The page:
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San Francisco to focus HIV services on homeless population

When the Centers for Disease Control and Prevention this month awarded San Francisco an $8 million-four year grant to help eliminate HIV, the mayor’s office announced it would dedicate the extra funds to the city’s most vulnerable populations – focusing on those without homes.

Published
29 November 2018
From
Mission Local
HIV rates lower in states that target intimate partner violence

States that aggressively target intimate partner violence (IPV) in their health care systems have lower rates of HIV infection among women, according to a new study led by researchers at the Yale School of Public Health. The findings reinforce the belief that exposure to intimate partner violence increases a woman’s risk for HIV infection and suggest that integrating comprehensive IPV policies at the state level can positively impact women’s health.

Published
16 November 2018
From
Yale News
Hunger is linked to testing positive for HIV in South Africa

People who struggle to get food on the table are more likely to test positive for HIV in South Africa, according to a study of 2,742 adults testing for HIV at three primary healthcare clinics in KwaZulu Natal.

Published
20 September 2018
From
Avert
FRESH program combines basic science with social benefits for women at risk of HIV

A program established by the Ragon Institute of MGH, MIT and Harvard is addressing the persistently elevated risk of HIV infection among young women in South Africa from two angles -- first, investigating biological factors that modulate infection risk and the early immunologic events following viral exposure, and second, alleviating the socioeconomic factors that limit opportunities for young women, the group at greatest risk in the region hit hardest by the HIV epidemic.

Published
16 September 2018
From
Eurekalert Inf Dis
Social Determinants of Health Debated at USCA 2018

To enroll and retain people with HIV in treatment, physicians and HIV care providers need to acknowledge the social determinants of health and the barriers that keep patients, especially young people of color, out of care.

Published
04 September 2018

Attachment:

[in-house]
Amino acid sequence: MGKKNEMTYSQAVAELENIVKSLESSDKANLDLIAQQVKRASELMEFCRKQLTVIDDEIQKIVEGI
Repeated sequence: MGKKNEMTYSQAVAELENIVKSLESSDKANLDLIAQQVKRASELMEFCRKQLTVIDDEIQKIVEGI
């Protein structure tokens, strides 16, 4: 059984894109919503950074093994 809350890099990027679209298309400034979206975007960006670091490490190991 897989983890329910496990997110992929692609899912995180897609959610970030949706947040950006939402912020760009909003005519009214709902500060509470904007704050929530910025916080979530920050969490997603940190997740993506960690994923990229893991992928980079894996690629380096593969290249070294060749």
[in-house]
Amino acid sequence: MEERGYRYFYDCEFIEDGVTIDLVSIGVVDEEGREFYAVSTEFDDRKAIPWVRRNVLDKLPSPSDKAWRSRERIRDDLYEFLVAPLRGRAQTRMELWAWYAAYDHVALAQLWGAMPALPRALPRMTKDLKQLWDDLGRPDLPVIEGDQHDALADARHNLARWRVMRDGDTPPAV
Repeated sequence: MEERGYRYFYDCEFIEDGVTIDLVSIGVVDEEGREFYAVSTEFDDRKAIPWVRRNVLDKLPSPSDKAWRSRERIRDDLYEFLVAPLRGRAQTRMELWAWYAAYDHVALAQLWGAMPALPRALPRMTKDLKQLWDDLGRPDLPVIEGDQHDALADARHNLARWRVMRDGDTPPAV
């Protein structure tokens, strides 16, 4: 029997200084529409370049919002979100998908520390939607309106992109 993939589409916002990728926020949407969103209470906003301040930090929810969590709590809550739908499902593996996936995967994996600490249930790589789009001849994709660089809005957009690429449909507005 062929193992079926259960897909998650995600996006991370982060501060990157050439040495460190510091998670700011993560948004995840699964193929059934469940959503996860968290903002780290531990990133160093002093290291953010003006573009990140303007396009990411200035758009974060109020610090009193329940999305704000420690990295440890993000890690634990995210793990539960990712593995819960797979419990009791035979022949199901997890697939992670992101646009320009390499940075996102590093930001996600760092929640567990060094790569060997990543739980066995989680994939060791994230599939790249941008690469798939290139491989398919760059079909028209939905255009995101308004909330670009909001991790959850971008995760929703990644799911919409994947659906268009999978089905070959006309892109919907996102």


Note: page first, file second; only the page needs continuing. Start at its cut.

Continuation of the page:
From
Medscape (requires free registration)
The fall-out of war: women are twice as likely to be living with HIV in post-conflict Uganda

Women who survived the war in Northern Uganda are almost twice as likely to be living with HIV compared to their male peers, and are also disproportionately impacted by trauma and depression, reveals new research.

Published
04 July 2018
From
AVERT
Will a pill be enough to end the HIV epidemic?

We have a pill that can stop us getting infected, a pill that can stop us getting ill and perhaps one day, we’ll have a pill that can cure HIV. But there will never be a pill that cures poverty, inequality, stigma, discrimination and human rights abuses and because of this, no pill will ever be enough to end the HIV epidemic.

Published
27 June 2018
From
Open University
Social Network Support Decreases Risk for HIV Seroconversion in Black MSM

In black men who have sex with men (BMSM) in the United States, the increased presence of social network support can help protect against HIV acquisition, according to results published in the Journal of Acquired Immune Deficiency Syndrome.

Published
15 June 2018
From
Infectious Disease Advisor
No more victim blaming: Preventing HIV in young women

An estimated 2 000 new HIV infections occur in young women and girls every week in South Africa. Two high-profile programmes are aiming to address this crisis.

Published
15 May 2018
From
Health-e
The Housing Crisis Is So Bad That Men Are Having To Sleep In Gay Saunas

Gay saunas are now at a new frontier of the homelessness epidemic, mopping up the capital’s acute shortage of affordable rental properties and social housing. The scale of the problem is so great that some saunas are having to change their admission policies, fearful of contravening licensing laws.

Published
06 May 2018
From
Buzzfeed

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Community Consensus Statement on Access to HIV Treatment and its Use for Prevention

Together, we can make it happen

We can end HIV soon if people have equal access to HIV drugs as treatment and as PrEP, and have free choice over whether to take them.

Launched today, the Community Consensus Statement is a basic set of principles aimed at making sure that happens.

The Community Consensus Statement is a joint initiative of AVAC, EATG, MSMGF, GNP+, HIV i-Base, the International HIV/AIDS Alliance, ITPC and NAM/aidsmap
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NAM’s information is intended to support, rather than replace, consultation with a healthcare professional. Talk to your doctor or another member of your healthcare team for advice tailored to your situation.